COPD patients’ experiences, self-reported needs, and needs-driven strategies to cope with self-management
Received 10 January 2019
Accepted for publication 16 April 2019
Published 16 May 2019 Volume 2019:14 Pages 1033—1043
Checked for plagiarism Yes
Review by Single anonymous peer review
Peer reviewer comments 3
Editor who approved publication: Dr Richard Russell
Jonina Sigurgeirsdottir,1,2 Sigridur Halldorsdottir,3 Ragnheidur Harpa Arnardottir,3–5 Gunnar Gudmundsson,1,6 Eythor Hreinn Bjornsson2
1Faculty of Medicine, University of Iceland, Reykjavik, Iceland; 2Reykjalundur Rehabilitation Center, Mosfellsbaer, Iceland; 3School of Health Sciences, University of Akureyri, Akureyri, Iceland; 4Department of Rehabilitation, Akureyri Hospital, Akureyri, Iceland; 5Department of Medical Sciences, Respiratory-, Allergy-, and Sleep Research, Uppsala University, Uppsala, Sweden; 6Department of Respiratory Medicine, Landspitali University Hospital, Reykjavik, Iceland
Background: COPD is a common cause of morbidity and mortality. The aim of this study was to explore patients’ experiences, self-reported needs, and needs-driven strategies to cope with self-management of COPD.
Patients and methods: In this phenomenological study, 10 participants with mild to severe COPD were interviewed 1–2 times, until data saturation was reached. In total, 15 in-depth interviews were conducted, recorded, transcribed, and analyzed.
Results: COPD negatively affected participants’ physical and psychosocial well-being, their family relationships, and social life. They described their experiences of COPD like fighting a war without weapons in an ever-shrinking world with a loss of freedom at most levels, always fearing possible breathlessness. Fourteen needs were identified and eight clusters of needs-driven strategies that participants used to cope with self-management of COPD. Coping with the reality of COPD, a life-threatening disease, meant coping with dyspnea, feelings of suffocation, indescribable smoking addiction, anxiety, and lack of knowledge about the disease. Reduced participation in family and social life meant loss of ability to perform usual and treasured activities. Having a positive mindset, accepting help and assuming healthy lifestyle was important, as well as receiving continuous professional health care services. The participants’ needs-driven strategies comprised conducting financial arrangements, maintaining hope, and fighting their smoking addiction, seeking knowledge about COPD, thinking differently, facing the broken chain of health care, and struggling with accepting support. Procrastination and avoidance were also evident. Finally, the study also found that participants experienced a perpetuating cycle of dyspnea, anxiety, and fear of breathlessness due to COPD which could lead to more severe dyspnea and even panic attacks.
Conclusion: COPD negatively affects patients’ physical and psychosocial well-being, family relationships and, social life. Identifying patients’ self-reported needs and needs-driven strategies can enable clinicians to empower patients by educating them to improve their self-management.
Keywords: COPD, patients’ needs, self-management, pulmonary rehabilitation, qualitative research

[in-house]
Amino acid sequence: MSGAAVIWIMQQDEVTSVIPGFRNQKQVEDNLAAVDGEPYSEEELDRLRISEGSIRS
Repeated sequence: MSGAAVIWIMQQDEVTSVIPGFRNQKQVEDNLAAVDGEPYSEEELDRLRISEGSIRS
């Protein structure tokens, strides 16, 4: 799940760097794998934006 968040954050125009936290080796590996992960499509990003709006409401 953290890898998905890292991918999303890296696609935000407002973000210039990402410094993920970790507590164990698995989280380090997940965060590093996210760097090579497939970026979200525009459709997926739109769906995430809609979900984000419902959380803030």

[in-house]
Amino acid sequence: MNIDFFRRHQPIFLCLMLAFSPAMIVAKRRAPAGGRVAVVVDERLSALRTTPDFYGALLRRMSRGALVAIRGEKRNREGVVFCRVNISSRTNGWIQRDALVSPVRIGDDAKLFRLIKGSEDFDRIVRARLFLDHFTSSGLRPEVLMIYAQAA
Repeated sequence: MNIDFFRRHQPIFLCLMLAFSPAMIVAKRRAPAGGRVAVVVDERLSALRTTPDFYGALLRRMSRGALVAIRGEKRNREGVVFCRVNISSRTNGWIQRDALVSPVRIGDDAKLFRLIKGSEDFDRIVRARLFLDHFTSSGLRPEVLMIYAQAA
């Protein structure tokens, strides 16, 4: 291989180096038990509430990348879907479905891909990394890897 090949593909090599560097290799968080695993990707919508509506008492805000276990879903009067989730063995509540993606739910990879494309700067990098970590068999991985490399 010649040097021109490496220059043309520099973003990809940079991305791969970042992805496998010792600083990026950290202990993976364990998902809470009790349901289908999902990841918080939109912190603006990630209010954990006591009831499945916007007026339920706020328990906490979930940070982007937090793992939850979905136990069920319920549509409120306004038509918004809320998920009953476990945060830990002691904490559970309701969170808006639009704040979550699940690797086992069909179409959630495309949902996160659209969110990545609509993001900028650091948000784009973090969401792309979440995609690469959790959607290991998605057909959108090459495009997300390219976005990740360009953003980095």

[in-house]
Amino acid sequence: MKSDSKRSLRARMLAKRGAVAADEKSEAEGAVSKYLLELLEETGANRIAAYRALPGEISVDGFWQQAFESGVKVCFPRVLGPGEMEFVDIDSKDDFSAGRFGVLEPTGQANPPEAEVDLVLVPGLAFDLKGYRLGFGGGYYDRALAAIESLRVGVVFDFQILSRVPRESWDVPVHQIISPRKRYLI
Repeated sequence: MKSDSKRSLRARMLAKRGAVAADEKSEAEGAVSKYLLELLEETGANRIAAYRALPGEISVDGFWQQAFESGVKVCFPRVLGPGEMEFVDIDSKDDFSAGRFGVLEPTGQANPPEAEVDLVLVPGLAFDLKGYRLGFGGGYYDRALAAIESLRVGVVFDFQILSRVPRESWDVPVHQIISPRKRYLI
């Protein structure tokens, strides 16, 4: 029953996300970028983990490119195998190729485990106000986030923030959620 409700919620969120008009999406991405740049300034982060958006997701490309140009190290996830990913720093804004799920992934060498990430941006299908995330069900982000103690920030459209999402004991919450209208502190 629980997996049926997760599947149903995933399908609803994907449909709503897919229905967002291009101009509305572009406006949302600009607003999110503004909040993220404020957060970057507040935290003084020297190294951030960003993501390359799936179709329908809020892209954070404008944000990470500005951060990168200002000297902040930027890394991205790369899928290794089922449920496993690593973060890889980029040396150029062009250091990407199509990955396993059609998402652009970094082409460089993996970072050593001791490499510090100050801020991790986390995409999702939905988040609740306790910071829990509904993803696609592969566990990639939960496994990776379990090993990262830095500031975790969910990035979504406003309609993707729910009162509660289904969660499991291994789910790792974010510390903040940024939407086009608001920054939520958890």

COPD is a common cause of morbidity and mortality worldwide. Its disease trajectory is characterized by a gradual decline in health and progressive organ failure, with acute exacerbations and decreased chances of survival.1–3 Studies have shown a correlation between acute exacerbations of COPD and depression and anxiety.4 However, more research is needed to determine the association between dyspnea and patients’ biopsychosocial well-being.5 The struggle experienced by patients with COPD is characterized by uncertainty, chaos, fluctuations in health, and multiple setbacks. They also struggle to cope with the necessity of managing multiple medications and comorbidities.3 Thus, there is a chance that the therapeutic needs of COPD patients may not be met by medication therapy alone, but rather by continuous and flexible interdisciplinary treatment.6,7 According to the GOLD guidelines,8 the disease is most often connected with tobacco smoking and studies have found that shame because of suffering from a self-inflicted disease is the main factor that delays or hinders COPD patients in taking action against their smoking habits.9 Self-management (SM) for COPD is a construct that has gained attention in the extant rehabilitation literature. SM is individuals’ active management of a chronic illness in collaboration with their family members and clinicians.10 SM interventions involve education, physical therapy, and monitoring and the results of studies conducted in relation to SM have emphasized the importance of patients being in control of their own life.11–13 Studies also imply that delays in the introduction of SM can lead to patients being readmitted to hospital more frequently.14 Pulmonary rehabilitation (PR) has proven effective for patients at every stage of COPD, improving quality of life and functional status by reducing symptoms of COPD.2,8,15,16 The GOLD guidelines have conceptualized PR as a set of interventions aimed at improving COPD patients’ SM through a comprehensive patient assessment and patient‐tailored therapies.8 The key concepts of PR are according to Spruit et al17 a comprehensive intervention, thorough patient assessment and patient-tailored therapies that aim at improving COPD patients’ physical and psychological health, and promoting their long-term health-enhancement through SM-oriented resources like exercise training, behavior modification and education, not only combined with hospital or special clinics. In addition, physical exercise should be initiated during acute hospitalization, and a follow-up should be provided after discharge by a pulmonary specialist, and a specialized pulmonary nurse to monitor and recognize signs of exacerbation over the course of the disease.2,16 In spite of the presence of useful clinical guidelines for the effective management of COPD, implementation of said guidelines appears to be lacking. Thus, there is a strong likelihood that COPD patients neither receive appropriate SM education nor receive timely assessments for PR.18 As patient-centered services gain acceptance in the field of rehabilitation, a new ideology has been proposed by Sigurgeirsdottir and Halldorsdottir,19 whereby in preparation for rehabilitation, an evaluation of the patient’s well-being is central. This evaluation is based on the patient–clinician relationship, with a particular focus on the patient’s view of what they need.19,20 In spite of informative results from a review on the shifting roles of patients from passive to active consumers,21 research on patients’ needs has been lacking in the extant literature.22 In preparation for this study, only a few studies were found to focus on the needs of patients.6,20,23–25 Thus, the research question of the present study was to explore COPD patients’ experiences, self-reported needs, and needs-driven strategies to cope with SM.